I often think of you and I hope you don't mind if I have shared with you some of my ideas and work plans for the next five years or so. But the time the next Workshop on the Workshop Conference takes place, I should be ready!
Vincent’s Response to Phil:
As I read what you
have to say, it occurs to me that we somehow need to build a new tradition
in comparative analysis. This is what you are doing. We somehow need to
recognize that people, in some basic sense, build their social and political
realities. What the officialdom in the formal regime may do is only a part
of the story. We have allowed stereotypes expressed in some abstract ideology
to get in our way and prevent us from seeing what people do in constructing
their own opportunities. If concepts do not work, people will make their
own adaptations. These may become rather perverse when the officialdom
thinks it can govern and people go their own way. We somehow need to bring
the different levels of analysis together to see what kinds of social realities
come into being. How these might be modified to yield improvements in the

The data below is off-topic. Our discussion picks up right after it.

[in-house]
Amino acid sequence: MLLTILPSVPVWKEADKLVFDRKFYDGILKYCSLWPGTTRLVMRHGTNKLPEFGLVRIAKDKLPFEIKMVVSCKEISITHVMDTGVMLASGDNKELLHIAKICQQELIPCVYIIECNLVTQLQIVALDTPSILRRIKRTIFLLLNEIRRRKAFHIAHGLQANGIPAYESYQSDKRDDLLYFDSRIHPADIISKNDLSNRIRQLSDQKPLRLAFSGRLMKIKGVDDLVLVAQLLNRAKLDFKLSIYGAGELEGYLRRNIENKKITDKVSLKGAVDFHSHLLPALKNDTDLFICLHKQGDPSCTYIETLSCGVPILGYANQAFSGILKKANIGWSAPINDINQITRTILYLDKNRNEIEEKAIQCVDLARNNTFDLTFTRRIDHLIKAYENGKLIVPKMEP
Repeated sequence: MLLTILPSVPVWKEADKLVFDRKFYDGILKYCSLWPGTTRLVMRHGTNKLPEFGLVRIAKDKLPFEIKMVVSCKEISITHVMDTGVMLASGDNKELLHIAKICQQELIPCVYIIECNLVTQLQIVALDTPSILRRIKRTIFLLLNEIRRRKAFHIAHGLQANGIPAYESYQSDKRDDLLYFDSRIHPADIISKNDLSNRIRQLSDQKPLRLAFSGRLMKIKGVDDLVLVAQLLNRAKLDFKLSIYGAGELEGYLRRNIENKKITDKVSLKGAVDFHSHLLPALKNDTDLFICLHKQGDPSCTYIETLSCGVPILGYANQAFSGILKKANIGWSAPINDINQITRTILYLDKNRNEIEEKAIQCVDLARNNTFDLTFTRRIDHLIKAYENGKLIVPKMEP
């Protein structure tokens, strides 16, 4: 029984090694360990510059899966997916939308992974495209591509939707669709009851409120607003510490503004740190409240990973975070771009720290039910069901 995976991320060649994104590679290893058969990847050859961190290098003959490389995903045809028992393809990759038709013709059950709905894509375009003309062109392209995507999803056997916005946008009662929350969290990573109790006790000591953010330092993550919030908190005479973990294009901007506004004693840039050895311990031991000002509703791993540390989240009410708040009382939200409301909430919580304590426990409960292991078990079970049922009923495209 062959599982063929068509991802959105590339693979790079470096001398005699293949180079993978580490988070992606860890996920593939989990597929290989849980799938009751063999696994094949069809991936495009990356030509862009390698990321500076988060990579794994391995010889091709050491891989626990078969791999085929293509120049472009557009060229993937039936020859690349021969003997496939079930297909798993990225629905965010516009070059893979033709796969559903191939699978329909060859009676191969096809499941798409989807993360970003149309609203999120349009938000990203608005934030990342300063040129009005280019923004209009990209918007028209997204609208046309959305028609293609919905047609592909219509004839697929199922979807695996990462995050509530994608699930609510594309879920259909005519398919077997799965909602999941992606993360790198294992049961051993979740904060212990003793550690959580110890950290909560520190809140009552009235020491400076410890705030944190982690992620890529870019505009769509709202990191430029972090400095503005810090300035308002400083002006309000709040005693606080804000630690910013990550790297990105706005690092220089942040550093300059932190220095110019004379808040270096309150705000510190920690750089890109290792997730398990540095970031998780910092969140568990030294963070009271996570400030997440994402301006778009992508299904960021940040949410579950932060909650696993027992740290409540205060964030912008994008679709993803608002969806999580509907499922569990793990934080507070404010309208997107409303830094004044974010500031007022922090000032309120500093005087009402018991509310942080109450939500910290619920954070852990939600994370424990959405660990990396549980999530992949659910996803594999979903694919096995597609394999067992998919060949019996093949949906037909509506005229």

way people live their lives and how they come to understand the meaning
of life is of rather basic importance. We as scholars have not taken our
responsibility very seriously. We too frequently act as spectators reporting
the drama of a theater that is little more than a farce.
The Tocqueville Endowment for the Study of Institutions continues to grow. We are very proud to report what our collective efforts have achieved:
|(in thousands of $)|
|INFLATION RATE 2.8% (Twelve-month rate of consumer-price inflation in the U.S.) Source: The Economist.|
Finding the Institutional Foundations for Rural Infrastructure
Larry Schroeder presented
a key background paper, "Analyzing Institutional Arrangements for Rural